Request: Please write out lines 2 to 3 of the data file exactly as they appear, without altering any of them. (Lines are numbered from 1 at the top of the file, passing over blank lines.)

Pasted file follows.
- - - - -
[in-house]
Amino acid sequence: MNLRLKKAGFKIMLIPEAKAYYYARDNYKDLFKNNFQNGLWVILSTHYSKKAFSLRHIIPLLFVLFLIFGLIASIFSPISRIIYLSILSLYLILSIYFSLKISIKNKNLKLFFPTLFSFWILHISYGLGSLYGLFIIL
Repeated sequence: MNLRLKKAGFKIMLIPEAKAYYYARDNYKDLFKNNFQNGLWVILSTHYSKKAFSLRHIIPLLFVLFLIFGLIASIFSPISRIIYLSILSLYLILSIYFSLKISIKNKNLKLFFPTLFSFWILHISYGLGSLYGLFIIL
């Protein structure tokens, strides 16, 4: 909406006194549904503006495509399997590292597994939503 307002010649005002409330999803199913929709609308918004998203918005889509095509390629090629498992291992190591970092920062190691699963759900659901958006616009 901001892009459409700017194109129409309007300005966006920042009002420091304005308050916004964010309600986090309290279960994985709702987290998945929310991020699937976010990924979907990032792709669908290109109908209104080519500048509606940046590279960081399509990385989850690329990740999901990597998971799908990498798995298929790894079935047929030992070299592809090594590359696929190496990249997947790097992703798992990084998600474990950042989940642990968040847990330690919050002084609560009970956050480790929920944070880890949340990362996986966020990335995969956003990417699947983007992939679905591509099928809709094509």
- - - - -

Amino acid sequence: MNLRLKKAGFKIMLIPEAKAYYYARDNYKDLFKNNFQNGLWVILSTHYSKKAFSLRHIIPLLFVLFLIFGLIASIFSPISRIIYLSILSLYLILSIYFSLKISIKNKNLKLFFPTLFSFWILHISYGLGSLYGLFIIL
Repeated sequence: MNLRLKKAGFKIMLIPEAKAYYYARDNYKDLFKNNFQNGLWVILSTHYSKKAFSLRHIIPLLFVLFLIFGLIASIFSPISRIIYLSILSLYLILSIYFSLKISIKNKNLKLFFPTLFSFWILHISYGLGSLYGLFIIL